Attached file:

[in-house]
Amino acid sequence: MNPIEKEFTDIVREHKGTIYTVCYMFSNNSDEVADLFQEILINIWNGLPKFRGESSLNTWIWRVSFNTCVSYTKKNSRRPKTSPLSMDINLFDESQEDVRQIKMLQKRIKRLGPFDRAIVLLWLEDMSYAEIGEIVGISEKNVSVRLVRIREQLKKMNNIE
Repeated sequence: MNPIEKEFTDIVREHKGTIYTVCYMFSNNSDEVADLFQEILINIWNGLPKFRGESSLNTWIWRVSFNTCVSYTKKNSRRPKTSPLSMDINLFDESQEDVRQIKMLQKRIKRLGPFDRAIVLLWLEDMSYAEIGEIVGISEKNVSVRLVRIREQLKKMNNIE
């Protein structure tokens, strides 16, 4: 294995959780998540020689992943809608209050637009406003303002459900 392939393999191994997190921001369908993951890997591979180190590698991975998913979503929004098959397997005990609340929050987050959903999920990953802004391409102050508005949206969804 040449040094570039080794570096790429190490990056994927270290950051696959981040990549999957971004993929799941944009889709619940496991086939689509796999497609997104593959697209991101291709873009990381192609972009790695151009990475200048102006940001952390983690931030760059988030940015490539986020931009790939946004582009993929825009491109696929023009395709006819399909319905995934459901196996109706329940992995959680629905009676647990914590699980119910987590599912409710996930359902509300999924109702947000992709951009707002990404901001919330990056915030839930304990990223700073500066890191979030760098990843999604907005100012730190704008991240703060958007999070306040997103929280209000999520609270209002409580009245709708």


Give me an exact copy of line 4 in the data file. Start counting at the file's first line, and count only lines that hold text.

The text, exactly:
């Protein structure tokens, strides 16, 4: 294995959780998540020689992943809608209050637009406003303002459900 392939393999191994997190921001369908993951890997591979180190590698991975998913979503929004098959397997005990609340929050987050959903999920990953802004391409102050508005949206969804 040449040094570039080794570096790429190490990056994927270290950051696959981040990549999957971004993929799941944009889709619940496991086939689509796999497609997104593959697209991101291709873009990381192609972009790695151009990475200048102006940001952390983690931030760059988030940015490539986020931009790939946004582009993929825009491109696929023009395709006819399909319905995934459901196996109706329940992995959680629905009676647990914590699980119910987590599912409710996930359902509300999924109702947000992709951009707002990404901001919330990056915030839930304990990223700073500066890191979030760098990843999604907005100012730190704008991240703060958007999070306040997103929280209000999520609270209002409580009245709708």